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Monday, January 23, 2012

My Fight for Life

The other Republican candidates simply check the pro-life box. America needs leadership.


Monday marks the first full day of the 40th year of Roe v. Wade, but together we can make it the decade when Roe is overturned. With a president committed to defending life and appointing originalist judges, we will turn the tide for life and human dignity.

I believe that all life is precious. I know life begins at conception. I know that every person, every child conceived in the womb, has a right to life. I know that life is a right endowed by our Creator, that it is inalienable, laid down in the Declaration of Independence, and should be guaranteed under the Constitution. The right to life is the first right. Without its protection, no other rights matter.

This anniversary is both a day of sadness for the more than 40 million babies who have been killed since Roe v. Wade and a day of hope as more and more Americans embrace a culture of life and as more and more young people march in Washington and around the country in support of life.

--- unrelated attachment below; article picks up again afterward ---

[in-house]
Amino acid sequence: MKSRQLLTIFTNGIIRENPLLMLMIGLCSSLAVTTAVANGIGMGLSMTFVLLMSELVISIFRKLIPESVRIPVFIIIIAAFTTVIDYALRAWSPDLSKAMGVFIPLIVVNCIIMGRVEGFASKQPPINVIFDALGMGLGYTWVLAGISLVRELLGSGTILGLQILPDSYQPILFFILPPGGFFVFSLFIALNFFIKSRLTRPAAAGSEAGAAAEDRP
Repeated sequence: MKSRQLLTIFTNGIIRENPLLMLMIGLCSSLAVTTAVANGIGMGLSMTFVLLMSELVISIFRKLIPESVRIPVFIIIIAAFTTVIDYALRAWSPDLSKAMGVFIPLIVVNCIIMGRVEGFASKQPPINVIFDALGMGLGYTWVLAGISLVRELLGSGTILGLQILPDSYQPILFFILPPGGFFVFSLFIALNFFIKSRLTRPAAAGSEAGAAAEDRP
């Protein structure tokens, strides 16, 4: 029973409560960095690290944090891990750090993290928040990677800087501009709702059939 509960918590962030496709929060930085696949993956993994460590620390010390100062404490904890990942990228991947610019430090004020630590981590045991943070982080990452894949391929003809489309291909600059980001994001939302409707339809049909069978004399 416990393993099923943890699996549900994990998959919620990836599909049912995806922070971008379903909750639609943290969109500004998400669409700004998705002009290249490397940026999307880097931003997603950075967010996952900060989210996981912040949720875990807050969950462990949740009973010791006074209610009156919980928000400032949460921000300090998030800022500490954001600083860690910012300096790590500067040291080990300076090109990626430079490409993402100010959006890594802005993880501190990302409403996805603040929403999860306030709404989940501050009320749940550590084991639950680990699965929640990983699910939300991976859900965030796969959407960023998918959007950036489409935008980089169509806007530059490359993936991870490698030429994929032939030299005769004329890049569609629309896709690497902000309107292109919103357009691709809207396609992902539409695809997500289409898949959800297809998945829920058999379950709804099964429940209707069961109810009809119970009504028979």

The 14th Amendment states explicitly: "No State shall make or enforce any law which shall abridge the privileges or immunities of citizens of the United States; nor shall any State deprive any person of life, liberty, or property, without due process of law; nor deny to any person within its jurisdiction the equal protection of the laws."

The Constitution is clear. The meaning is inconvenient.

I have learned lessons about the value of all life from my children. I grieve for the children lost and for the mothers who have been deceived by a society selling selfishness. I am thankful for the faithful workers around the country who serve at pro-life pregnancy centers providing women honest information and additional choices.

I fought in the U.S. Senate against the tragedy of partial-birth abortion. This debate energized momentum for the culture of life in America. I sat in the Supreme Court during the first oral arguments on the constitutionality of the law designed to stop the heinous practice. It wasn't until President George W. Bush nominated conservative justices John Roberts and Samuel Alito, whose confirmations I helped lead, that the Supreme Court changed its position and upheld the law.

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